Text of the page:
This site is a tribute to Alan Tomkins, who was born on January 24, 1947. He was a force of nature, a mover and shaker, committed socialist and lover of the arts with a wicked sense of humour.
Alan died on the 25th May in his 70th year when - despite a long illness - he was passionately engaged in cultural and political action. This was so typical of the man who tirelessly campaigned for the arts, particularly arts that connected with people, unashamedly dealt with difficult issues, and was prepared to take on the art and political establishment. He was a socialist, with a lifelong commitment to equality, diversity and the LBGT movement. Importantly, he practiced what he preached.
This of course made him enemies. But he was a great raconteur, with a story to fit every occasion, a wicked sense of humour, and such a live wire, that he made many friends and collaborators.
In the early 1980s he ran the Cockpit Gallery, putting on the work of young artists who were breaking free of the moribund formalist tradition, which he described as ‘visual punk but with real depth’, unlike the shallow ‘Sensation’ exhibition later sponsored by the Saachi’s who he despised, not least because they took over the Greater London Council’s building after it’s abolition.
At a conference that Tony Banks called to launch the GLC arts committee, Alan spoke articulately from the floor and with such passion that Tony immediately invited him to become his assistant. Here he cut across red tape and the institution’s committees to get funding and make deals for the arts that had never been seen before. He paved the way for a whole new set of committees that created more opportunities for the LBGT communities in London and made bold moves with the South Bank that opened it up, making it more accessible to diverse cultures. When the right wing media became aware of his activities they attacked him and Private Eye ran a cartoon series on the exploits of ‘Ginger Tom’. Alan treasured these and sent examples to his guests on his 70th Birthday party in January.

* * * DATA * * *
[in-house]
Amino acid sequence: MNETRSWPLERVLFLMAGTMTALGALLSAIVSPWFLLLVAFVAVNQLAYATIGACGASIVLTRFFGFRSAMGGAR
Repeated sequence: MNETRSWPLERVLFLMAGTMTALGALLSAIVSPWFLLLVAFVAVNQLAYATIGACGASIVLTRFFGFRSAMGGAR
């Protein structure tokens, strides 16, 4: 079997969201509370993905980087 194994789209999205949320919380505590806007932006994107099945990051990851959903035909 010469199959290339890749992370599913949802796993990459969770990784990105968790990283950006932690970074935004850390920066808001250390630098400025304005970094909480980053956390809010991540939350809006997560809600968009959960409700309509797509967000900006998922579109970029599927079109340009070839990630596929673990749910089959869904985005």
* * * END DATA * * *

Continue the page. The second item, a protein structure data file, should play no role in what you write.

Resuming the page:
Following abolition of the GLC, he became CEO of Interchange Studios and shifted heaven and earth to move them to splendid new premises in the old Hampstead Town Hall, restoring the listed building in the process; a mammoth undertaking.
In his role as chair of Arts for Labour, he used his phenomenal charm in persuading leading successful creative people to open their wallets and back AFL, both in election support and annual cultural extravaganza at the Labour Party conference. People like Timothy West and Prunella Scales were great supporters amongst others. Between elections he pressed senior Labour Party politicians to develop policy and celebrate creative achievements in the Arts from individuals, amateur and professional networks. He passionately believed in arts for and from the people, which was a guiding principle in all that he did. He persuaded a series of Secretaries of State to commit to the conference event: there is an enduring and successful series of keynote debates and splendid posters as part of his legacy. He engaged the trade union movement and won the support of many a general secretary to support the work of AFL.
In his final days he was working to re-establish Arts for Labour nationally at the same time as designing a poster for his local constituency. He was not only a champion of the left, but believed passionately in arts that are inclusive and open to all. He will be sadly missed.
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